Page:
His regime prefers the constant state of limited conflict with the world, which translates into repression and iron- fisted rule at home. Its power would collapse if it began to deal with the region and the world according to the norms of international behavior, because an authority of this nature cannot survive in circumstances free of crises and in harmony with its neighbors. In fact, normalcy and conventional relations with the countries of the Gulf and the rest of the world would be the worst enemies of the Iraqi regime. Saddam is completely unable to work within the system, to abide by conventional rules. Like a child playing chess, when he reaches an impasse he overturns the table rather than continuing the game. That is what he did in 1990: frustrated with the slow pace of negotiations with Kuwait and unwilling to compromise, he simply invaded Kuwait and damaged his ties with the other Gulf states.
    Saddam has learned a few lessons from his past mistakes, however. For example, his reaction to Jordan's position on Iraq after October 1994 and the defection of his son-in-law Hussein Kamel was more subdued than might have been expected. He also sought to win Turkish favor and to establish closer ties with his northern neighbor, despite the fact that Ankara remains a bulwark in the coalition against him, which indicates some willingness to adapt to achieve his goals. Baghdad has reestablished relations with Egypt, which is concerned about Iraq's territorial integrity, and greatly improved commercial and political relations with Syria within the last several years. Thus, it can be said that Saddam's confrontational stance vis-a-vis his neighbors has evolved since the Gulf War. Nevertheless, the apparent change in tone came under suspicion again following the vitriolic war of words in his speeches, several good examples of which were delivered between December 1998 and January 1999.

The Iraqi People: A Challenge to the International Community
   In this context of prolonged confrontation, it is necessary to be sensitive toward the needs of Iraqis. It is also important that Kuwait and the other Gulf states search for a way to normalize relations with the Iraqi people. In the meantime, every policy pursued must be analyzed in terms of its short- and long-term effects on the Iraqi people. Reconciliation efforts should be redoubled. This can be achieved, for example, by granting scholarships to Iraqis to study abroad and providing professional and charitable assistance to the victims of the regime. Dealing with the people, developing relationships with them, and dispelling the hatred propagated by the Iraqi regime do not contradict the political premise of confronting the regime's aggression.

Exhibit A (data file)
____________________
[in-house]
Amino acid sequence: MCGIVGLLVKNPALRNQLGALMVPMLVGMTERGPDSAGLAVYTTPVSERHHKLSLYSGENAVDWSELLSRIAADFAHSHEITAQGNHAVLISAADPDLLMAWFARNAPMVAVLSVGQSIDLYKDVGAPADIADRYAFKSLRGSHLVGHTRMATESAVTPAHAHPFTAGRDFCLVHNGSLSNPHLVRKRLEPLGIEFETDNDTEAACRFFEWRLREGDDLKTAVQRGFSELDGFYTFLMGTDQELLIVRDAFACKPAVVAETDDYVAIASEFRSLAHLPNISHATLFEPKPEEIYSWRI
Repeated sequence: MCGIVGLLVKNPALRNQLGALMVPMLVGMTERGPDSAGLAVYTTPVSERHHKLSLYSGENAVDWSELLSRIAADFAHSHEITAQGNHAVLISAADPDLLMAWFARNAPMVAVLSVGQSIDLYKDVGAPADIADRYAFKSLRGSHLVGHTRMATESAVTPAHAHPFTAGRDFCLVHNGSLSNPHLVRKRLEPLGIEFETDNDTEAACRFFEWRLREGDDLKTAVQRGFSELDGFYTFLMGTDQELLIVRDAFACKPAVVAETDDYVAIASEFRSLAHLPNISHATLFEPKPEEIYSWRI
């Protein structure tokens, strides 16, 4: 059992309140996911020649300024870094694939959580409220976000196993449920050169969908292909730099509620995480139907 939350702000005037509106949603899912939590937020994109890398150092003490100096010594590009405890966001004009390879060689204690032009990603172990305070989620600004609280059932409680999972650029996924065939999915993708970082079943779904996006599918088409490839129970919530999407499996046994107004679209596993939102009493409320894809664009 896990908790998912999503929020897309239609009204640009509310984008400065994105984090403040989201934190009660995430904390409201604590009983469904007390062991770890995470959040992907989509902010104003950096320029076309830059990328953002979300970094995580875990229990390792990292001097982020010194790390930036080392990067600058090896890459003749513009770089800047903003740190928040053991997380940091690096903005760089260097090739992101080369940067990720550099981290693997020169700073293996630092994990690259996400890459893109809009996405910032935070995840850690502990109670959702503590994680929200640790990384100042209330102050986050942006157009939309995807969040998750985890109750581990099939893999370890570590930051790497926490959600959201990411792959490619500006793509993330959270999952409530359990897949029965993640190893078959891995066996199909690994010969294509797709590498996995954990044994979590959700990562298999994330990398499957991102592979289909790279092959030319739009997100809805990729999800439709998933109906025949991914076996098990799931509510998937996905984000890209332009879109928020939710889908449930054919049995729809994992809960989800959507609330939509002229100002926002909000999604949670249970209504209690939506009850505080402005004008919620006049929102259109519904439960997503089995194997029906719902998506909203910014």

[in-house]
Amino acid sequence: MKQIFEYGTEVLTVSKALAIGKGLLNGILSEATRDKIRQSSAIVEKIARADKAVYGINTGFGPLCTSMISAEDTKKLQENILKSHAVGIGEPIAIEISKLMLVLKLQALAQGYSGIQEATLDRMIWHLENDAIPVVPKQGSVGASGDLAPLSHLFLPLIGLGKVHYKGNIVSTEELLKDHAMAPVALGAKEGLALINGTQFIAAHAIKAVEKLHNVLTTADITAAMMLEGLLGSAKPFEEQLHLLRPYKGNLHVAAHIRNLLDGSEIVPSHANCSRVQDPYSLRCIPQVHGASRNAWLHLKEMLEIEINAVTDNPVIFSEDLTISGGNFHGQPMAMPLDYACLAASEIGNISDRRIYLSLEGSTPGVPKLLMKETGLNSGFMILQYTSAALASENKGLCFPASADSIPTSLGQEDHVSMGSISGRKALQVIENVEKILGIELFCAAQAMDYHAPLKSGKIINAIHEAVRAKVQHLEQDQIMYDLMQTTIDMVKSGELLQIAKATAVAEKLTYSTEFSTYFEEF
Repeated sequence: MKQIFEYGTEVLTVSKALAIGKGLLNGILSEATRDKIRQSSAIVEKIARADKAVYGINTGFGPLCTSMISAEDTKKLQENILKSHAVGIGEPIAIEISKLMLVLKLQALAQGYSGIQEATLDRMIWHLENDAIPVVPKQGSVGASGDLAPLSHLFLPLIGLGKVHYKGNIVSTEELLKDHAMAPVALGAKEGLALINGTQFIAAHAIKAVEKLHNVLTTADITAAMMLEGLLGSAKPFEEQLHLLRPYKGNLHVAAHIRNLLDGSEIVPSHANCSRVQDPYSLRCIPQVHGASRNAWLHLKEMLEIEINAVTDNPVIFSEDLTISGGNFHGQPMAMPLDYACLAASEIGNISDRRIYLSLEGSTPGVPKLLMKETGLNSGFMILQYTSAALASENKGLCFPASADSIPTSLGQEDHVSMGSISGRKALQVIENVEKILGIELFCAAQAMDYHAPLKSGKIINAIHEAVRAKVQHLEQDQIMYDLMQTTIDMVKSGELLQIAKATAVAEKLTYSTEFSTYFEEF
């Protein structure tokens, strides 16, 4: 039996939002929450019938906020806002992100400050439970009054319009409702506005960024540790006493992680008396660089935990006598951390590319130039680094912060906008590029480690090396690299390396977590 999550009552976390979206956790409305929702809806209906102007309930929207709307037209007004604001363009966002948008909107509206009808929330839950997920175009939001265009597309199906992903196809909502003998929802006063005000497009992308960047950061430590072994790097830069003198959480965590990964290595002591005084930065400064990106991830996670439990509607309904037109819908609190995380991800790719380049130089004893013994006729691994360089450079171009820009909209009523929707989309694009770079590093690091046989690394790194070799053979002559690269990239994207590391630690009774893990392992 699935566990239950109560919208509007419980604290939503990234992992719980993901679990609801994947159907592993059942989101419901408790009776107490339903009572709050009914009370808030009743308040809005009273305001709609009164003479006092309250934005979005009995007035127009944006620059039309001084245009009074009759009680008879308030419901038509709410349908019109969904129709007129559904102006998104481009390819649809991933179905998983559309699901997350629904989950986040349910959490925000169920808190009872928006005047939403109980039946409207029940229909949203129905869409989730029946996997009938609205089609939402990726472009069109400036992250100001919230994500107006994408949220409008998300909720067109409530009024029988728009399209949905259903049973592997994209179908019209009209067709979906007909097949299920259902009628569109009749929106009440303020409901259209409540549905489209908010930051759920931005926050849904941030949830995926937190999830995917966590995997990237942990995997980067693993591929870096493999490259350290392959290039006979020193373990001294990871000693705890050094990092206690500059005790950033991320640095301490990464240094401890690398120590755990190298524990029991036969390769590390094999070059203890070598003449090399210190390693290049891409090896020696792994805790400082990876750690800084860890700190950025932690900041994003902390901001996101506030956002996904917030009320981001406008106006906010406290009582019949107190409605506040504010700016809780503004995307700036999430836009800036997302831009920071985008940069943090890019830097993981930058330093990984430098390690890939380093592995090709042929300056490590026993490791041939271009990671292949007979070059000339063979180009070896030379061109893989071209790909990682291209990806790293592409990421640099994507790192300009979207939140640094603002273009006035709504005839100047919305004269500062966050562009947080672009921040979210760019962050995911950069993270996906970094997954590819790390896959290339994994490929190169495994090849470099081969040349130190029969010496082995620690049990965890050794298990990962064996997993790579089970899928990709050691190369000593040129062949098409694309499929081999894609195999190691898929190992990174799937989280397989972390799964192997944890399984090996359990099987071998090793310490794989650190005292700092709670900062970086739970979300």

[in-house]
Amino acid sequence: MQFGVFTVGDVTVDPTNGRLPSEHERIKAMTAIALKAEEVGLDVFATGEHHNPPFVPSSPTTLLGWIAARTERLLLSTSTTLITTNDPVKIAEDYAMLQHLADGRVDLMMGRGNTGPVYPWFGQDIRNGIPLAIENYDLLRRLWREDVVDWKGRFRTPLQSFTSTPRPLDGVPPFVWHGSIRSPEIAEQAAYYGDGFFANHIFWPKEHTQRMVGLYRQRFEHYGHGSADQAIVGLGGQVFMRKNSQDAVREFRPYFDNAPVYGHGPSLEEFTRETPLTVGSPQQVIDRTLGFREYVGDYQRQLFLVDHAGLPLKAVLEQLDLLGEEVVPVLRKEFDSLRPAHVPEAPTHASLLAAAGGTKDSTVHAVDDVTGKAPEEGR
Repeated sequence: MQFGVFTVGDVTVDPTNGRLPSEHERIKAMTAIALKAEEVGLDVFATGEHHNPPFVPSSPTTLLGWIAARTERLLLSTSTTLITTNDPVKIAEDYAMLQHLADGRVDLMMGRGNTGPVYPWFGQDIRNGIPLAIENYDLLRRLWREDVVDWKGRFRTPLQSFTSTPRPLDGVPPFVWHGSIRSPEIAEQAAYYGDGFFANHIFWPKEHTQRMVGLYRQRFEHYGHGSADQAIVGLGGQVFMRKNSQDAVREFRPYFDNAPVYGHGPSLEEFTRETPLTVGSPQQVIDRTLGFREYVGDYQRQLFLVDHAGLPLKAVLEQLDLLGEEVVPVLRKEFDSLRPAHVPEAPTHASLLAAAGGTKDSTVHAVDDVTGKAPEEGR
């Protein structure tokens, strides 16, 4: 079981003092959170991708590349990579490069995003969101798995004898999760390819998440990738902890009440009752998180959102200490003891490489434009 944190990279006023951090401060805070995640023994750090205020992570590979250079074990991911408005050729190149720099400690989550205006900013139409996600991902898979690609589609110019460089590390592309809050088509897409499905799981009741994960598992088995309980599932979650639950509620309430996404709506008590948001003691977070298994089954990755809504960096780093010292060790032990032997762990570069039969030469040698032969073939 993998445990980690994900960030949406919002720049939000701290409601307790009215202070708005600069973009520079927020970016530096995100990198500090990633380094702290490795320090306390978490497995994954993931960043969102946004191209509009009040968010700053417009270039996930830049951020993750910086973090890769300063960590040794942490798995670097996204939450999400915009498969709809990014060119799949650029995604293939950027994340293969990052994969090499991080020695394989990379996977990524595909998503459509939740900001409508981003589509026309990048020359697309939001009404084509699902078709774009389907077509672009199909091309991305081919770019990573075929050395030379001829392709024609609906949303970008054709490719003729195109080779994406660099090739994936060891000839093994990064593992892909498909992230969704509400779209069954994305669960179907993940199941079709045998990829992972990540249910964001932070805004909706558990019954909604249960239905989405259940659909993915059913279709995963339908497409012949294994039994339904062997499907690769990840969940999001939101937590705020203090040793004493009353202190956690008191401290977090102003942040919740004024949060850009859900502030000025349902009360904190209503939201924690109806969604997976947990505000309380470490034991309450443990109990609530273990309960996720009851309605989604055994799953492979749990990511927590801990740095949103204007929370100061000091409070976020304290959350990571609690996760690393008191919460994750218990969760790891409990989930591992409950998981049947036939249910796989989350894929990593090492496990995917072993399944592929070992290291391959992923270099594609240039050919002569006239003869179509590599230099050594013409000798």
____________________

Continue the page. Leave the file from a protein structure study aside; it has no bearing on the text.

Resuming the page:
Therefore the sanctions, as they are presently constructed, will be difficult to maintain indefinitely. Those portions that most hurt the Iraqi people must be lifted and those portions that most hurt the regime must be maintained.
    This should be done while remembering that the person in control in Iraq is the same person behind the events of 1990-91. Saddam will never willingly give up his weapons of mass destruction. He will never comply with human rights conventions, not when 15,000 Iraqis have disappeared and approximately 600 Kuwaitis abducted since the invasion remain unaccounted for. Only through crises and brinkmanship can Saddam improve his position. Therefore, the questions before us are these: How can we prevent Saddam Hussein from again trying to impose his control in the region? How do we craft a clear and practical policy that distinguishes between sanctions on the regime and sanctions on the Iraqi people while moving towards a change in government in Iraq?

   Iraq continues to pose a challenge to the Gulf states as well as to the international community and U.S. interests. Any strategy must seek active containment in the short term -- with the potential of military confrontation -- and genuine change within Iraq in the medium term. We have already passed the time for an outright military solution, but simple long-term containment is not sustainable indefinitely. Today, we enter the "containment for change" mode.
    Any miscalculation or misjudgment regarding the nature of the Iraqi regime and its goals will likely contribute to the perception that the U.S. is retreating from the Gulf and Gulf states are distancing themselves from the U.S. This would put the region in turmoil and have serious negative consequences for the region and the West for many years to come. u

Dr. Shafeeq Ghabra is the new director of the Kuwait Information Office. He is also Professor of Political Science and Editor-in-Chief of the Journal of Social Sciences at Kuwait University. This essay is based on his lecture sponsored by the Foreign Policy Research Institute on January 29, 1999.